It is the season of tiny spiders, when it’s nearly impossible to pass through the yard without walking into their webs and finding them in my hair and beard. Those I notice, I help out onto a nearby leaf so they can continue about their business. Those I don’t, crawl out later on their own, or I comb them into the bathroom sink. A few days ago, one crawled from the counter into some philodendron cuttings we keep in a quart jar on top of the cabinet. A short while later it had built a new web and was waiting for a meal. Afraid it would starve, I eased it down with a little piece of wood we brought home a year or two ago from the beach and took it outside again. By fall, those that survive will be much larger and lodged in bigger, stronger webs. The webs will hold the house in place through the November winds. They will catch fir needles and yellow birch leaves. The neighbors’ thoughts will be in them. And mine will have blown into webs in other yards. From there they will be washed onto the ground. In spring, they will sprout again as dreams. And we will know each other’s as our own.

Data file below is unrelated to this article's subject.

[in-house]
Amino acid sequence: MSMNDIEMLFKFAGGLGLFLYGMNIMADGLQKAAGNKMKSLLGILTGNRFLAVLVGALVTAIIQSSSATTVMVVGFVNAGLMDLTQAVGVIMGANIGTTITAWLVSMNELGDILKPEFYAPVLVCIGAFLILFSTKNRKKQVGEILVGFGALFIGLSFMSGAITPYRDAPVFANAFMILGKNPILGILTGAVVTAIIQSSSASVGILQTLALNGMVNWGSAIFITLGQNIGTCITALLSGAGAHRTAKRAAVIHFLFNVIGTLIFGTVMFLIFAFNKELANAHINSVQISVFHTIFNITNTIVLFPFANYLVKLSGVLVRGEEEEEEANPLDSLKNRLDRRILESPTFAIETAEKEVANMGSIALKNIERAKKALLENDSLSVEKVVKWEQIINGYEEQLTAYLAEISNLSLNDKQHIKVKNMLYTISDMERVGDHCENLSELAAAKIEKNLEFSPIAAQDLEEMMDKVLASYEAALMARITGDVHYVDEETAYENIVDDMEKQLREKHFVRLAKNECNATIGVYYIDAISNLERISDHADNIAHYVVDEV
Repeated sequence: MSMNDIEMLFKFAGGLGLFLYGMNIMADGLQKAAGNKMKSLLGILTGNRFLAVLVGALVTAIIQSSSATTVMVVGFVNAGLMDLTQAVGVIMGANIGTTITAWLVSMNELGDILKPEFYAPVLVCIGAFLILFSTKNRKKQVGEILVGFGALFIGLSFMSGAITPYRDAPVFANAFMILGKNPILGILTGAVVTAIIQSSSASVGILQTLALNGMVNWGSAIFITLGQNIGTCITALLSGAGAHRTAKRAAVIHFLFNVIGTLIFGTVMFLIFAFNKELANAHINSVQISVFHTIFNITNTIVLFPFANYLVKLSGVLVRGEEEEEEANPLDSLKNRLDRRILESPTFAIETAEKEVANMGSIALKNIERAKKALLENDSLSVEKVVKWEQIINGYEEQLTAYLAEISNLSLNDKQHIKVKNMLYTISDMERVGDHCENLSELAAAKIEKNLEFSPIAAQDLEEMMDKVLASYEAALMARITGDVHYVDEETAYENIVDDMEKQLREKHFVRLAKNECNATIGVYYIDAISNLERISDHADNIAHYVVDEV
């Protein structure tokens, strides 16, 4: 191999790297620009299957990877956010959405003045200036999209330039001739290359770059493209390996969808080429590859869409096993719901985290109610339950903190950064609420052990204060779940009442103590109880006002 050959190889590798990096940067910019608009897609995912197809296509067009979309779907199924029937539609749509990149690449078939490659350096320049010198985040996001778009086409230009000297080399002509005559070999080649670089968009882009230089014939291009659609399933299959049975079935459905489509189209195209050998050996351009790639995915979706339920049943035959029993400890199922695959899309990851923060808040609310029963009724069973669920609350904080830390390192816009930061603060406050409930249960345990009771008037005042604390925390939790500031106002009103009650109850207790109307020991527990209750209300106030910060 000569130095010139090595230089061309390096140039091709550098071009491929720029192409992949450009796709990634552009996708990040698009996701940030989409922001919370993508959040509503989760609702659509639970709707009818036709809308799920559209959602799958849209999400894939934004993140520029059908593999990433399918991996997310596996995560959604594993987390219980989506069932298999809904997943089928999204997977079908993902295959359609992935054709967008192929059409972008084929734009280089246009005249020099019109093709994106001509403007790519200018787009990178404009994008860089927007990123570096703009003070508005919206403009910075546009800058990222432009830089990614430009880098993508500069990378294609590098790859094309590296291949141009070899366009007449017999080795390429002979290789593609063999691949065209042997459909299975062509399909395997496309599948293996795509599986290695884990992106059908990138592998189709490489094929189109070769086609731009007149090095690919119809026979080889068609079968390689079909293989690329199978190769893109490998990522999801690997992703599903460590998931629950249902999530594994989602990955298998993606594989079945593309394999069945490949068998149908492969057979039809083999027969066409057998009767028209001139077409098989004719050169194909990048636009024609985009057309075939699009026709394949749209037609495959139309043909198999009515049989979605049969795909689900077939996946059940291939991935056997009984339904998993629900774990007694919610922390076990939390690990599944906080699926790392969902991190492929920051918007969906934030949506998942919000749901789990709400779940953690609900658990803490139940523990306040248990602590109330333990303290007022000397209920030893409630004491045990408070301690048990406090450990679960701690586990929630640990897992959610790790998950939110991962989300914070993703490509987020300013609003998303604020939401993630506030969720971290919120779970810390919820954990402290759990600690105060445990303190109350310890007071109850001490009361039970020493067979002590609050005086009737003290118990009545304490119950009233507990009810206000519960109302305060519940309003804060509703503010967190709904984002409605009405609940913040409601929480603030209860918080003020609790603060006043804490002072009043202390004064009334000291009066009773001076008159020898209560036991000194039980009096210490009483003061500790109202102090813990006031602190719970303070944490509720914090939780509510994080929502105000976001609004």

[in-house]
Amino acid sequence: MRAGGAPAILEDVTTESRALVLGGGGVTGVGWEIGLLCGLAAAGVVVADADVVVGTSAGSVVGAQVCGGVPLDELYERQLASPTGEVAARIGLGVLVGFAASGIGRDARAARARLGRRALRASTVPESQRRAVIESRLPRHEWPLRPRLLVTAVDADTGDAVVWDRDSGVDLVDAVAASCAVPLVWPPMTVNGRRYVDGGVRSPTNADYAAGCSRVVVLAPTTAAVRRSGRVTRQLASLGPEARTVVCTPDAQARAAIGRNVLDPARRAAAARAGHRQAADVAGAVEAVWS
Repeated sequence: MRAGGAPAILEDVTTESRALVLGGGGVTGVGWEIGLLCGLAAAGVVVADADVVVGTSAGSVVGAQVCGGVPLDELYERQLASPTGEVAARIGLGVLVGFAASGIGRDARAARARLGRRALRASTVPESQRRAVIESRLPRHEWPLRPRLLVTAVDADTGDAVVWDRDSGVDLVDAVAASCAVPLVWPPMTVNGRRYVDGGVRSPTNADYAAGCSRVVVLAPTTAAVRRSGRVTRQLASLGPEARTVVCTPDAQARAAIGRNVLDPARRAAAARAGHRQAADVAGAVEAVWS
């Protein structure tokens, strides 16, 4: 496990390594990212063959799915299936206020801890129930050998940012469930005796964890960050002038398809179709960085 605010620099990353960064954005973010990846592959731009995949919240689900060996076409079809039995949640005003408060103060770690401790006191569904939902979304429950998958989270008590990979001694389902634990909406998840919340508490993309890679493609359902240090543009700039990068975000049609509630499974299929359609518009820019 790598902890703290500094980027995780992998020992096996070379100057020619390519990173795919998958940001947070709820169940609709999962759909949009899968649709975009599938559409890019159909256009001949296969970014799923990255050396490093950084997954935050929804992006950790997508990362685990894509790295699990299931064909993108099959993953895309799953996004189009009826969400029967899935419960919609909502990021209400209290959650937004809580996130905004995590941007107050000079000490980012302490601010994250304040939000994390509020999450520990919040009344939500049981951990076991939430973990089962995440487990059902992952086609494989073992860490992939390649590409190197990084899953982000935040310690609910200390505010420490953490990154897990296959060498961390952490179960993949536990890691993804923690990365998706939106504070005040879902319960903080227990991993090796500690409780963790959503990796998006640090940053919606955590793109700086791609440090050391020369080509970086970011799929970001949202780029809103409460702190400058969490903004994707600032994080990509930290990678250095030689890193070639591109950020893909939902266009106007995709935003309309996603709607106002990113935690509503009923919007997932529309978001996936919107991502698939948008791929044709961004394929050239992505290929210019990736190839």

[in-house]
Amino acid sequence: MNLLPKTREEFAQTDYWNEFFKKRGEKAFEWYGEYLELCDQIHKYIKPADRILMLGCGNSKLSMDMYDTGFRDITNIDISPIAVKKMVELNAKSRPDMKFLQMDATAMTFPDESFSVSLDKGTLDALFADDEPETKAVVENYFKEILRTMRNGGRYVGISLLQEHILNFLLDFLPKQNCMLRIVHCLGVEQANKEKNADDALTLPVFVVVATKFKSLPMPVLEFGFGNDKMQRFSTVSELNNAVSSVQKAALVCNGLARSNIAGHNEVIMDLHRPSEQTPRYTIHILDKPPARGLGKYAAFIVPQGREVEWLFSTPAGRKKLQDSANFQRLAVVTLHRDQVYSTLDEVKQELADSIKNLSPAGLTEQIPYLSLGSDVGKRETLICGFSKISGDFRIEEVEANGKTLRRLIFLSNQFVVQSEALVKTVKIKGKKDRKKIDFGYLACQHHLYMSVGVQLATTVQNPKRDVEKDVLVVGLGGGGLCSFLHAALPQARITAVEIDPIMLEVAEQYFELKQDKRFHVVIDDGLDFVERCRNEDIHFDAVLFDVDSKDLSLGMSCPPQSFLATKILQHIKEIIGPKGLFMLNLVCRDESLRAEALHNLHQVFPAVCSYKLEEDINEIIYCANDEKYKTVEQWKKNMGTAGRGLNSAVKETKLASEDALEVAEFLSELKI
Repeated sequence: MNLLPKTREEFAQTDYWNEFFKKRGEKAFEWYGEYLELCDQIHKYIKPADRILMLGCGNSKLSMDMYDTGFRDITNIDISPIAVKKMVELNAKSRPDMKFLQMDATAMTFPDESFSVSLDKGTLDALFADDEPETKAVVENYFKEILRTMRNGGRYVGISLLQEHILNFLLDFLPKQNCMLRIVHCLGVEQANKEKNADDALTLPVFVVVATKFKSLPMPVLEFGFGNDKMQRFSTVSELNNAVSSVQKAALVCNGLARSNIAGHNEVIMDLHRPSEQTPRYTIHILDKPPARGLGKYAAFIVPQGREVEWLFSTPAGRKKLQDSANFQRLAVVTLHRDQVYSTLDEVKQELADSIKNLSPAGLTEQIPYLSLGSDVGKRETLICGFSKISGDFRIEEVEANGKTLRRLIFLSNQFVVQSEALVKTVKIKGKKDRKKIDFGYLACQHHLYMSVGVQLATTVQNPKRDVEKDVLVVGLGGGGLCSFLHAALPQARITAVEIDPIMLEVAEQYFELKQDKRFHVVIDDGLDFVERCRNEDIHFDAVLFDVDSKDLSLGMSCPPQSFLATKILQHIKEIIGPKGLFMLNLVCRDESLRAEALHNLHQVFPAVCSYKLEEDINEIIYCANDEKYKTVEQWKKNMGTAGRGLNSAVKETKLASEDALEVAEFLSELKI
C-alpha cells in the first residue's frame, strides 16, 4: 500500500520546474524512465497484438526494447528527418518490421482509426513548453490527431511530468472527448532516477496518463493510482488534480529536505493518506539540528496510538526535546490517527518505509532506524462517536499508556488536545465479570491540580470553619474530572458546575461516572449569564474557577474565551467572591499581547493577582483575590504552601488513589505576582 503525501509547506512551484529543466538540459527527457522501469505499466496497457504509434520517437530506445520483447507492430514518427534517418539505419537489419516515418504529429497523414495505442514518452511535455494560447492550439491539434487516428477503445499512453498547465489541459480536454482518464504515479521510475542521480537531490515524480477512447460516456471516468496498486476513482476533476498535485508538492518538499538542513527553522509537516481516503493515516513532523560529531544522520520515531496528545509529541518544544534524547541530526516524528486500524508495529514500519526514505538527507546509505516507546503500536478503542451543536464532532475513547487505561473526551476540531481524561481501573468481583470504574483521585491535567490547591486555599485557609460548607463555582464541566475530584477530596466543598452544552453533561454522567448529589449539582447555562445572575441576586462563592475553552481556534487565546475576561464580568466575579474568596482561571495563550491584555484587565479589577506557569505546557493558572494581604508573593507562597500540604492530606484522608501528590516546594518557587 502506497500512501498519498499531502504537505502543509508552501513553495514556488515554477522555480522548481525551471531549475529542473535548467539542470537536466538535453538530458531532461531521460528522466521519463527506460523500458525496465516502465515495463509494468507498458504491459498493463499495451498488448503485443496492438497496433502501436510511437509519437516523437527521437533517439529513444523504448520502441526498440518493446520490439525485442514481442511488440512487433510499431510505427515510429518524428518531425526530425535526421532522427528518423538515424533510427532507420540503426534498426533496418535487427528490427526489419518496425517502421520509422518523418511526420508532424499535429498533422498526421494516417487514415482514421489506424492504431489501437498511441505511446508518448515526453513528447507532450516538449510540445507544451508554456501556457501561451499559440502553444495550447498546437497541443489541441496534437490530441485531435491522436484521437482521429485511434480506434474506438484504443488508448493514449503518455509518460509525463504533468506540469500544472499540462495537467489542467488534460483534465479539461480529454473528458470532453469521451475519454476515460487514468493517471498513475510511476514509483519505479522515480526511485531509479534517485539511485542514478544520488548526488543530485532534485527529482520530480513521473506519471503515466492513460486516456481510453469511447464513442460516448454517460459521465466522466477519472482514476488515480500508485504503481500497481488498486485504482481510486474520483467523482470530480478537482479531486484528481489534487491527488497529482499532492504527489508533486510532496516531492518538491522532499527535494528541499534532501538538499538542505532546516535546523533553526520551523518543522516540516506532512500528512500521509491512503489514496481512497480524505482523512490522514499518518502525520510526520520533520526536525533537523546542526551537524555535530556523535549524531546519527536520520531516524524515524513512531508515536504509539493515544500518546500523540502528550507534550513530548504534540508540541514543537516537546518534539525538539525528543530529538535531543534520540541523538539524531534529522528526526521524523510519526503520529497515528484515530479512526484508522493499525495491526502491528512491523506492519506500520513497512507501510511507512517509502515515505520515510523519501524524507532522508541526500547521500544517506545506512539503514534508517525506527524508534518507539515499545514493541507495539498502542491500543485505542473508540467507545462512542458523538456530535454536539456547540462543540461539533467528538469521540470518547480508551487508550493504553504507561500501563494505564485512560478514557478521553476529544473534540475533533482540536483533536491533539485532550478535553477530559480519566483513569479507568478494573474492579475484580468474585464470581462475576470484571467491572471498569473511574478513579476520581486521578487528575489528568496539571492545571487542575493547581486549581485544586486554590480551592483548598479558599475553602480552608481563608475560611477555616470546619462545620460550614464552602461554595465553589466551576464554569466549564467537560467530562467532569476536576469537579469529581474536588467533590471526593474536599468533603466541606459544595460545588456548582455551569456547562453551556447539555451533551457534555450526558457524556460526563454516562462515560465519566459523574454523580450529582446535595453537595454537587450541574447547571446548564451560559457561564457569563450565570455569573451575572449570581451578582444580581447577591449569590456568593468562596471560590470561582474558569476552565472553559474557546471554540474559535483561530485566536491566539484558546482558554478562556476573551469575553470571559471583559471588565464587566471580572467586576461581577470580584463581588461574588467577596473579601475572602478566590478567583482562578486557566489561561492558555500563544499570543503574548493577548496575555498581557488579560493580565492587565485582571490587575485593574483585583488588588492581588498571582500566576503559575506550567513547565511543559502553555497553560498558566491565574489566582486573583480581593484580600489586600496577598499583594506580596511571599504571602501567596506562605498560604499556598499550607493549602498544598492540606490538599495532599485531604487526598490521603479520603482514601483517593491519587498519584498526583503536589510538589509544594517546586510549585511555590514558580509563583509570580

Just a breeze to move the web
that holds the gem — enough to be
the timely measure of a man.
Recently Banned Literature, April 15, 2013